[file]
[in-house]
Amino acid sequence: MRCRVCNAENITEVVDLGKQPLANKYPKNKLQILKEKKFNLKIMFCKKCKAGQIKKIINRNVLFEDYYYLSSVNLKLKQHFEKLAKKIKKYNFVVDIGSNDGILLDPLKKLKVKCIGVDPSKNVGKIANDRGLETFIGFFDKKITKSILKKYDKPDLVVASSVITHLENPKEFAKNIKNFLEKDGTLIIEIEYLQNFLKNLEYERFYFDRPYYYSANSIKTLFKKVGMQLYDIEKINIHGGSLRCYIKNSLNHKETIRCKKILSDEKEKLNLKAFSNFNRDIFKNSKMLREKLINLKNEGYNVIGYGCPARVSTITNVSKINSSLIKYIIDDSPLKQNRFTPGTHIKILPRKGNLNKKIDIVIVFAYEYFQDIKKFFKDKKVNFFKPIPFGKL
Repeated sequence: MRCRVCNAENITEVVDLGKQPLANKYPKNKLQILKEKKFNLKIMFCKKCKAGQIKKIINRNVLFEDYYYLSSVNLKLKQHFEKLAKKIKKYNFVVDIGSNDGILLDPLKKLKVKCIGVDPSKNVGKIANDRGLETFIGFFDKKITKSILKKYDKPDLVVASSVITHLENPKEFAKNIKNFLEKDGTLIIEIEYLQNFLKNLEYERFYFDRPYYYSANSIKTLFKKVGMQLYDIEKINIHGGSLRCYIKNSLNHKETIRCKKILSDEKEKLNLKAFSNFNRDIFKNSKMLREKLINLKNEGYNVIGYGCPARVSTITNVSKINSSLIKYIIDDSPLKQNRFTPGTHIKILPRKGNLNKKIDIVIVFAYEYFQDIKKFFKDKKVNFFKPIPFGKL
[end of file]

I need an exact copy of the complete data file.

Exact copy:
[in-house]
Amino acid sequence: MRCRVCNAENITEVVDLGKQPLANKYPKNKLQILKEKKFNLKIMFCKKCKAGQIKKIINRNVLFEDYYYLSSVNLKLKQHFEKLAKKIKKYNFVVDIGSNDGILLDPLKKLKVKCIGVDPSKNVGKIANDRGLETFIGFFDKKITKSILKKYDKPDLVVASSVITHLENPKEFAKNIKNFLEKDGTLIIEIEYLQNFLKNLEYERFYFDRPYYYSANSIKTLFKKVGMQLYDIEKINIHGGSLRCYIKNSLNHKETIRCKKILSDEKEKLNLKAFSNFNRDIFKNSKMLREKLINLKNEGYNVIGYGCPARVSTITNVSKINSSLIKYIIDDSPLKQNRFTPGTHIKILPRKGNLNKKIDIVIVFAYEYFQDIKKFFKDKKVNFFKPIPFGKL
Repeated sequence: MRCRVCNAENITEVVDLGKQPLANKYPKNKLQILKEKKFNLKIMFCKKCKAGQIKKIINRNVLFEDYYYLSSVNLKLKQHFEKLAKKIKKYNFVVDIGSNDGILLDPLKKLKVKCIGVDPSKNVGKIANDRGLETFIGFFDKKITKSILKKYDKPDLVVASSVITHLENPKEFAKNIKNFLEKDGTLIIEIEYLQNFLKNLEYERFYFDRPYYYSANSIKTLFKKVGMQLYDIEKINIHGGSLRCYIKNSLNHKETIRCKKILSDEKEKLNLKAFSNFNRDIFKNSKMLREKLINLKNEGYNVIGYGCPARVSTITNVSKINSSLIKYIIDDSPLKQNRFTPGTHIKILPRKGNLNKKIDIVIVFAYEYFQDIKKFFKDKKVNFFKPIPFGKL